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MDBP- Microbial Degradation Of Bio-polymers | 58009
ISSN: 2155-6199

Journal of Bioremediation & Biodegradation
Open Access

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MDBP- microbial degradation of bio-polymers

International Conference on Sustainable Bioplastics

Asma Alhosni

The University of Manchester, UK

Posters & Accepted Abstracts: J Bioremediat Biodegrad

DOI: 10.4172/2155-6199.C1.006

Over the last six decades, the use of plastic materials has had a major impact on our daily lives and has become essential for modern societies due to their extensive and diverse range of applications. However, the recalcitrant nature of many plastics means that they are problematic in terms of disposal and are a major industrial waste product and environmental pollutant. The use of biodegradable polymers can aid in resolving a number of waste management issues as they are degraded ultimately to CO2 and water and can be directed to conventional industrial composting systems. Four different biodegradable polymers, namely polycaprolactone, polyhydroxybutyrate, polylactic acid and poly(1,4 butylene) succinate were used to study the time required for biodegradation to occur in soil and compost under laboratory conditions. Degradation of polymer discs was measured by monitoring changes in disc weight, thickness and diameter over a period of more than ten months at three different temperatures: 25ºC, 37ºC and 50ºC. Degradation rates varied widely between the polymers and the incubation temperatures. Polycaprolactone showed the fastest degradation rate under all conditions and found to be completely degraded when buried in compost and incubated at 50ºC after 91 days. Fungi from the surface of the polymers discs following colonization were isolated and identified by ITS rDNA sequencing.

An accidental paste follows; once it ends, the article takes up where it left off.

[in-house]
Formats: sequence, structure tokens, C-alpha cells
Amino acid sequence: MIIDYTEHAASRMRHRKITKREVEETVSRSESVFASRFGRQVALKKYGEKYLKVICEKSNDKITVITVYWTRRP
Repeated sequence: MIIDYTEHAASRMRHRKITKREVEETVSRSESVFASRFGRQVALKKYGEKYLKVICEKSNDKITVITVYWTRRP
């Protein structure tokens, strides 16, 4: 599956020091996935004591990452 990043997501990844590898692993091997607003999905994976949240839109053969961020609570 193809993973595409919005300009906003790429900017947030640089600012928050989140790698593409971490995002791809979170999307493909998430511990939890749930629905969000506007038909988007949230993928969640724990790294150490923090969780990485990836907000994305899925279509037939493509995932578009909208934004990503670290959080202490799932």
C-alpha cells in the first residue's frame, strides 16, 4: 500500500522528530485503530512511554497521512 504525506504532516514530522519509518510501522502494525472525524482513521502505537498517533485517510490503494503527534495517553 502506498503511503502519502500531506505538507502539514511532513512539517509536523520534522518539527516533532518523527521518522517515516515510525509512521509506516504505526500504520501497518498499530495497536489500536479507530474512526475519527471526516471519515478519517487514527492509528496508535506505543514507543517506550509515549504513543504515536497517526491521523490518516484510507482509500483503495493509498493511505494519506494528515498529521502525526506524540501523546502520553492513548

Asma Alhosni is a PhD student at the University of Manchester. She has completed her MSc from Nottingham University in UK. Currently, she is working as a Lecturer at the Higher College of Technology in the Sultanate of Oman.

Email: [email protected]